Advocates for the Yazoo Backwater Pumps project are in a painfully familiar position going into 2022.
Despite being conceived 80 years ago as part of a larger network of pumping stations designed to control flooding in multiple states along the Mississippi River, the south Delta’s pumps have remained in political limbo many more years than being an active project.
All of the river pumps proposed in the wake of the 1927 flood were completed years ago, with one notable exception, and that is the Yazoo Backwater station.
This, according to Peter Nimrod, who spoke to the Indianola Rotary Club this week about the Environmental Protection Agency’s recent order that put the project on hold once again.
Nimrod and others have been in fight mode for decades when it comes to the pumps, and there’s no thought of laying down now, even in the face of a “rogue” EPA that President Joe Biden seemed to pepper with more radicalism than pragmatism last January.
Even with Republican President Donald Trump in office, it still required nearly every hour of those four years to get the go-ahead from his EPA to start construction on the pumps. The approval was literally one of the final acts of the Trump administration just prior to Biden’s inauguration.
Even if the White House changes parties in 2024, it would likely still take years to reverse the damage done by the EPA last month when it reinstated a 2008 veto on the pumps.
Agricultural damages alone have topped over $400 million across a dozen floods since that veto.
The government has paid out around $350 million back to the farmers who lost crops during that time, Nimrod said.
Outside of farming, the almost annual flooding disproportionately affects people of color living in the south Delta region, many of whom live below the poverty line.
And then there’s the decimated wildlife that radical environmental groups claim they are protecting in all of this.
Something has to be done to alleviate the human and animal suffering in that region.
If not the pumps, then what?
Nimrod listed a myriad of individuals and organizations that have come on board in favor of the pumps in recent years, some of them being pragmatic left-leaning groups and some even members of Biden’s own administration.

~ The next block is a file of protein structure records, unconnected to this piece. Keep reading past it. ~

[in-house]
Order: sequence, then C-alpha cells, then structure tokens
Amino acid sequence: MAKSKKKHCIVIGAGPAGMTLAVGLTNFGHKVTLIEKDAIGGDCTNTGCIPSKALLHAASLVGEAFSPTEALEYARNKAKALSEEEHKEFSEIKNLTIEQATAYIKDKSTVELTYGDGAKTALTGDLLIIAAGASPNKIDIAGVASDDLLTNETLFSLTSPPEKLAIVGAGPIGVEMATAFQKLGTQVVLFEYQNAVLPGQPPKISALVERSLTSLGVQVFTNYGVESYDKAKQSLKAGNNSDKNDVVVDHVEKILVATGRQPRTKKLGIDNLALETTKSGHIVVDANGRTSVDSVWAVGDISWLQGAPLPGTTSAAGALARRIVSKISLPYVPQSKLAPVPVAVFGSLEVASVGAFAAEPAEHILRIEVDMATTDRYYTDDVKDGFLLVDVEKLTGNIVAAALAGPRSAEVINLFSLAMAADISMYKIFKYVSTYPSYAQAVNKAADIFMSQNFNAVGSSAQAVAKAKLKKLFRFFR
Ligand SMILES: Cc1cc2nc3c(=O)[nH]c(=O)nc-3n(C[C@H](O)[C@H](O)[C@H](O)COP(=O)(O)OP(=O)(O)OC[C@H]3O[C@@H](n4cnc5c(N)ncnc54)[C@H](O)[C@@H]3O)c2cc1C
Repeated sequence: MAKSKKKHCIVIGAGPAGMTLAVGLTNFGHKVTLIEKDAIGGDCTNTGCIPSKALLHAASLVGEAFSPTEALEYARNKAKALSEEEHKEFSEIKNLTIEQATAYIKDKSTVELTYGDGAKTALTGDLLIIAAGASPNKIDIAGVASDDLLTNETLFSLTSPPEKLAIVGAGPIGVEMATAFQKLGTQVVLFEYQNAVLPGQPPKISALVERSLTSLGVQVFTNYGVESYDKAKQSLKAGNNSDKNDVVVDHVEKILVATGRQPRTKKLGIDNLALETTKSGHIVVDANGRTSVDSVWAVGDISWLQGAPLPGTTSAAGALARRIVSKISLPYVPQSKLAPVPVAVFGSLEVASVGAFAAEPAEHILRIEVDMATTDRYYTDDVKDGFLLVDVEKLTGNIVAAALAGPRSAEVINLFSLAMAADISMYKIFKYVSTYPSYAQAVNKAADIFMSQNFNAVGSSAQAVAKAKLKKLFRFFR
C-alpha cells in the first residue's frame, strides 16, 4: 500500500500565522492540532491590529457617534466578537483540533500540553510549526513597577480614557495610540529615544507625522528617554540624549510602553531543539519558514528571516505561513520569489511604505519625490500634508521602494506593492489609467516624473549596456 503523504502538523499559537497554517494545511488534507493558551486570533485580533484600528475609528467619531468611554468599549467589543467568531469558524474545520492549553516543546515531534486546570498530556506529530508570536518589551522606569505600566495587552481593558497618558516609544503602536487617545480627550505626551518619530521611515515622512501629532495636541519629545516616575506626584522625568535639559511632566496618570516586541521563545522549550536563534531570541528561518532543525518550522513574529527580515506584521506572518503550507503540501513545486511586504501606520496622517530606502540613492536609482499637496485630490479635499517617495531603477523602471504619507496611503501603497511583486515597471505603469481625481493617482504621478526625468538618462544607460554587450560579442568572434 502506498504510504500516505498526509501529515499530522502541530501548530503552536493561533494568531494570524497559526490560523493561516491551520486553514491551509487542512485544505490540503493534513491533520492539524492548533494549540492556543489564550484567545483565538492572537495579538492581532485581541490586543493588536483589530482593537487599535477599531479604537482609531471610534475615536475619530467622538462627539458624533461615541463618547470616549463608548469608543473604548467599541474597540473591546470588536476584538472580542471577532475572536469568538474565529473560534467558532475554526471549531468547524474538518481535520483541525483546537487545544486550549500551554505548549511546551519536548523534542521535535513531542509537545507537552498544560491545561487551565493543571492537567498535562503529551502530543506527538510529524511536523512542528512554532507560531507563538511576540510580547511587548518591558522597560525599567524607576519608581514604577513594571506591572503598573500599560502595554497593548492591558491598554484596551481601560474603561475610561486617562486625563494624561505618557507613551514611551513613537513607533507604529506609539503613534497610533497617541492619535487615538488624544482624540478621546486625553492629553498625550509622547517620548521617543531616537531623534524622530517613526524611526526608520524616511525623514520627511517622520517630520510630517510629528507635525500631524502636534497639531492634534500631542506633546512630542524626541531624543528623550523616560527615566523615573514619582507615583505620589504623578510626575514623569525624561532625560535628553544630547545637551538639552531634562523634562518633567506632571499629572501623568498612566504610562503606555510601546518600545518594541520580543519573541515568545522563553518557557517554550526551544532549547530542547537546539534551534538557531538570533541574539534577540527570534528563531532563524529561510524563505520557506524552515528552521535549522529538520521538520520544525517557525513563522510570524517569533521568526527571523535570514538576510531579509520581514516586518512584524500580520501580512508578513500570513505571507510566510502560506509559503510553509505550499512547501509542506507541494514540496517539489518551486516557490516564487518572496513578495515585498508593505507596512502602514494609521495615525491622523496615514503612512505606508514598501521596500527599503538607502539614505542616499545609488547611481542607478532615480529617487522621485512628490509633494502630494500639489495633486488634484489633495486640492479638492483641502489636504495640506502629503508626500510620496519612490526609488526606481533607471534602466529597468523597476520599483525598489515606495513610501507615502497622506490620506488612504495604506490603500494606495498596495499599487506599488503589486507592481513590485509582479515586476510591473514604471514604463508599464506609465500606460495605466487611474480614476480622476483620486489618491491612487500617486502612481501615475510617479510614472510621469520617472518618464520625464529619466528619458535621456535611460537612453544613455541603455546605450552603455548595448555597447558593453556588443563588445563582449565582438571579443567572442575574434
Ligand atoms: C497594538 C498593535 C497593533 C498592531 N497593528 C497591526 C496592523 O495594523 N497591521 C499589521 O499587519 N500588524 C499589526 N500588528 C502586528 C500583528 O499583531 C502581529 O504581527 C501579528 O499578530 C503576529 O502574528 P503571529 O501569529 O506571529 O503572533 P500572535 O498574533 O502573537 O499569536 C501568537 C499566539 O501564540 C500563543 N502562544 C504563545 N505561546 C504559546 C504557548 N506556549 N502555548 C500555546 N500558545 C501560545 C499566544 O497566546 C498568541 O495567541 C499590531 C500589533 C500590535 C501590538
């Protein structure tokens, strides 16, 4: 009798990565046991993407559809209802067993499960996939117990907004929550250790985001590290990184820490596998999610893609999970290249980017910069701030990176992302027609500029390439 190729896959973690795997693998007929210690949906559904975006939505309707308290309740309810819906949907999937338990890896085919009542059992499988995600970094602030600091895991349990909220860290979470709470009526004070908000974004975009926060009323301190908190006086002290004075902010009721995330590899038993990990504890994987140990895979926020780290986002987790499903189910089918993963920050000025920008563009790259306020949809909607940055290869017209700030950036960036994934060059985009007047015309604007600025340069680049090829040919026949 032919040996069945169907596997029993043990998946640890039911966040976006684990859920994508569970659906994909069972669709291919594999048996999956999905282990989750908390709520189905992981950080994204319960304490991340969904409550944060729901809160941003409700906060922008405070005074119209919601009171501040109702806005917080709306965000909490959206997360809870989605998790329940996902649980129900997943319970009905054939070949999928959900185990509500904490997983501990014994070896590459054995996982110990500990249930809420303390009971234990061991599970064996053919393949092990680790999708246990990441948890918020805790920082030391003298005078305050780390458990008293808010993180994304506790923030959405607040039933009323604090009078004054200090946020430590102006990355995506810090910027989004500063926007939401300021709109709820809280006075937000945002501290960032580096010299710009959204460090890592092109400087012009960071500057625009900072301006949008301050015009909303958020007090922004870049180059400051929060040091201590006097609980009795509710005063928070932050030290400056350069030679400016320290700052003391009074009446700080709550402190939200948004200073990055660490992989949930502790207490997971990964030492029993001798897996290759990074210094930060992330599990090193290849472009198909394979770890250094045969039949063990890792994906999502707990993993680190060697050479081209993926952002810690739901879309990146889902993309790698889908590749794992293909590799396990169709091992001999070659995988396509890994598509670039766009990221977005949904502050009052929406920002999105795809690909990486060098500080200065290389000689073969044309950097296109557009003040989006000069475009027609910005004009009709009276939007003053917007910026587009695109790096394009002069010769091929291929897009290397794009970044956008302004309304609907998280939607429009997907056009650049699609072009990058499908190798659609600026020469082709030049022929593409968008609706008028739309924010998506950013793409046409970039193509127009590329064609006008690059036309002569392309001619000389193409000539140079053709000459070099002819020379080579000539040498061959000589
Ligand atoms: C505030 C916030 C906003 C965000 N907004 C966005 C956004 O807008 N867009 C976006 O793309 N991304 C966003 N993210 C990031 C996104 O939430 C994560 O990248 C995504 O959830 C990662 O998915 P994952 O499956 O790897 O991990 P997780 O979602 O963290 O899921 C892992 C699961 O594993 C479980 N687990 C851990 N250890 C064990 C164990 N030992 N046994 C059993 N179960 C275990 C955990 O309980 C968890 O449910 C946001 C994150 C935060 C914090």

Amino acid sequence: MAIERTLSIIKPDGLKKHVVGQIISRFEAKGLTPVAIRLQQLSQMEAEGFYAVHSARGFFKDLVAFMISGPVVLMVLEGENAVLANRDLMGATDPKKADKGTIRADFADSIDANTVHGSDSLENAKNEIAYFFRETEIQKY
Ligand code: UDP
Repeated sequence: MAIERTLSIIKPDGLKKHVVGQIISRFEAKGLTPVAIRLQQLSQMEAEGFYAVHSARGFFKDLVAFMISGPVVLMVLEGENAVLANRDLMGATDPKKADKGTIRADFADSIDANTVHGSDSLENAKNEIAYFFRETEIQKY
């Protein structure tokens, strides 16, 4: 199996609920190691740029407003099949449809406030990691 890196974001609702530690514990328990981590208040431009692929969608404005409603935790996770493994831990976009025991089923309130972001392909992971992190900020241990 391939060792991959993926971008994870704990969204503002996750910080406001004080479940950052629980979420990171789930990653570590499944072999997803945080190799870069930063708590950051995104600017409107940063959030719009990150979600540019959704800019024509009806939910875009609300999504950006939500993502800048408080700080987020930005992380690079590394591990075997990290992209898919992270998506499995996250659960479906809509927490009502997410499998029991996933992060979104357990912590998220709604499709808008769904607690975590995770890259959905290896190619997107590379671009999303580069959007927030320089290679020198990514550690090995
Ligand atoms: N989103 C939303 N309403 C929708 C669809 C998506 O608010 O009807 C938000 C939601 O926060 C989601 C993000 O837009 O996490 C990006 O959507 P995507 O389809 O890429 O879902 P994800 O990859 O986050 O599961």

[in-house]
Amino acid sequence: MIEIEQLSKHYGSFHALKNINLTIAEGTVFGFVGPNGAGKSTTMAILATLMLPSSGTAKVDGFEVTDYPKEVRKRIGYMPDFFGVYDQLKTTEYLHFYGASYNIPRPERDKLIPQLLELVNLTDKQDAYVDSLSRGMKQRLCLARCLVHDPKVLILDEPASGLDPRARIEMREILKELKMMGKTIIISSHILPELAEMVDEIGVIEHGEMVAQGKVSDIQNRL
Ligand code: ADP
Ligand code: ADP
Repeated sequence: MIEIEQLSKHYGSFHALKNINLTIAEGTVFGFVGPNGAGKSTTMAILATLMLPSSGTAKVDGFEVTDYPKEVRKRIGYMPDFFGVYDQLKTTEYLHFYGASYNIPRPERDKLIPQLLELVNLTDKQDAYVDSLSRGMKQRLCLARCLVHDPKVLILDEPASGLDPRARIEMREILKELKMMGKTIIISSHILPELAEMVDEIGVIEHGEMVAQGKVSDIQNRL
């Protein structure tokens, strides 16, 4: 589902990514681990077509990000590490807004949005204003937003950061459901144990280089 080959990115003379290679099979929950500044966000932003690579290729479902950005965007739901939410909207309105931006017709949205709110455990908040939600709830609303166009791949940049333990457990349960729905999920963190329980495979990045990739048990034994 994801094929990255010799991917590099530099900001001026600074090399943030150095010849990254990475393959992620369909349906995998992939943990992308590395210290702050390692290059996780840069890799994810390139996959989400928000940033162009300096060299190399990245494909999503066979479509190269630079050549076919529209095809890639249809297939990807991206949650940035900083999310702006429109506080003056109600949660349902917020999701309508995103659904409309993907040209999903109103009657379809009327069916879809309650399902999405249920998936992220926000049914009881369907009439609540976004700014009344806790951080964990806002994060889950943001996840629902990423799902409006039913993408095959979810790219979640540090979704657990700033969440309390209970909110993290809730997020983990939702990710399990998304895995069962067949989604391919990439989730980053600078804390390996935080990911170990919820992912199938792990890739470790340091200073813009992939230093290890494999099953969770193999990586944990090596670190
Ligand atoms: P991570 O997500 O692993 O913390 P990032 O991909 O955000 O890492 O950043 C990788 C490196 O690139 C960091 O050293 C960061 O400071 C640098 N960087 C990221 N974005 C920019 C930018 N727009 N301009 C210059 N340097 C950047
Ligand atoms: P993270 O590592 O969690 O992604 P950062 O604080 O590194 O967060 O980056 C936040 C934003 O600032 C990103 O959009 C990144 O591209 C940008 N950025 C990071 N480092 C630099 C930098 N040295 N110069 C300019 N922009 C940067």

Congressman Bennie Thompson continues to at least offer lip service for his constituents in the south Delta when it comes to the pumps.
Fair-minded liberals recognize that the south Delta flooding over the past decade has been an environmental catastrophe, far exceeding any negative impact that would stem from the pumps.
With most Republicans backing the pumps, along with some support from the left, Nimrod and the pumps brigade do have options moving forward.
Wait For 2024
The 2024 presidential election shapes up to be another round of Biden versus Trump.
We know that a Trump EPA would likely reverse course - again - and allow construction to begin on the pumps, so long as they are funded by Congress.
The risk lies there.
Even if Trump regains the White House, it’s hard to know what the political makeup of Congress will be.
If Republicans control both houses, the pumps should get fully funded, and the project should reach long-awaited completion.
Should the Democrats have control then, they would likely adopt a policy of blocking any Trump-backed agenda. Despite potentially having the support of a few Democrats, the pumps would be collateral damage.
Make It Law
Nimrod made it clear that the pumps crowd is tired of playing games with the EPA.
He seems unwilling to go through the same decade-plus roller coaster ride again.
He proposed waiting for a political shift in Washington, one that would likely see the Republicans take back the House and Senate.
Then they would simply ask Congress to pass a law demanding the pumps be built.
That would all depend on the Republicans doing well in the midterm elections coming up next year.
If the party gains one house, and not the other, that plan would likely be in peril.
Make It A
We quizzed Nimrod this week as to whether the pumps legally had to be a federal undertaking.
It would not be an easy task for the state to conceive its own alternative pumping station, but there may never be a better time to consider this approach.
The state is currently flush with cash, and the Legislature is looking for ways to spend it.
Heck, there’s enough cash in the state’s Rainy Day fund to finance the pumps project and pay for the legal fees for the lawsuits certain to follow.
If the EPA, along with the usual suspects in the environmentalist world, sue the state for building its own pumping station, the burden would then be on the litigants to prove the alleged negative environmental impact.
In the event the case made it to a conservative Supreme Court, the court could rule the state is within its right to build its own pumping station, absent proof of an impending environmental catastrophe that would require federal intervention.
The risk in this approach lies with the Legislature, which may not be as apt to part with over a half a billion dollars of its own money.
It’s easy to cast a vote in favor of a project when the feds are going to pay the bill, but legislators have had over $7 billion in funding requests from their constituents since news broke that the state’s cup currently runneth over.
Politicians have to appease their bases.
Even the bluff, however, of a state-funded pumps project could prompt the EPA to return to the negotiating table and get this project funded and finished the right way, through the U.S. Army Corps of Engineers.
In a time when radical partisanship has overtaken the good senses of the political class, all options have to be on the table.